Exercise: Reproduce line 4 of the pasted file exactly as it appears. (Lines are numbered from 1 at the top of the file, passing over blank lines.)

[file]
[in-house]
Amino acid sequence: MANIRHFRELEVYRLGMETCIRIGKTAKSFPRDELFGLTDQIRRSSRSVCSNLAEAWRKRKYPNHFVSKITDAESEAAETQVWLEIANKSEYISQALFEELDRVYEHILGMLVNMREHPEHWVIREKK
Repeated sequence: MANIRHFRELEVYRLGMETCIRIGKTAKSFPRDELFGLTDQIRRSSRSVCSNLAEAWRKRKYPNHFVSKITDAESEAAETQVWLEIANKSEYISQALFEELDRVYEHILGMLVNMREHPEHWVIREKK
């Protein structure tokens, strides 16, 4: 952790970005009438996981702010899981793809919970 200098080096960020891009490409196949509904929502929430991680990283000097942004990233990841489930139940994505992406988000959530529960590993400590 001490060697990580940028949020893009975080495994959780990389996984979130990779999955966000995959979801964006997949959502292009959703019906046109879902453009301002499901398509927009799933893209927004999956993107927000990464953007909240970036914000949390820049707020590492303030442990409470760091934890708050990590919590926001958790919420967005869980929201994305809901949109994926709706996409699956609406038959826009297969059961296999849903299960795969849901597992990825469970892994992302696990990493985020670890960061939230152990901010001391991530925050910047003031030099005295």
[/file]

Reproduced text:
């Protein structure tokens, strides 16, 4: 952790970005009438996981702010899981793809919970 200098080096960020891009490409196949509904929502929430991680990283000097942004990233990841489930139940994505992406988000959530529960590993400590 001490060697990580940028949020893009975080495994959780990389996984979130990779999955966000995959979801964006997949959502292009959703019906046109879902453009301002499901398509927009799933893209927004999956993107927000990464953007909240970036914000949390820049707020590492303030442990409470760091934890708050990590919590926001958790919420967005869980929201994305809901949109994926709706996409699956609406038959826009297969059961296999849903299960795969849901597992990825469970892994992302696990990493985020670890960061939230152990901010001391991530925050910047003031030099005295």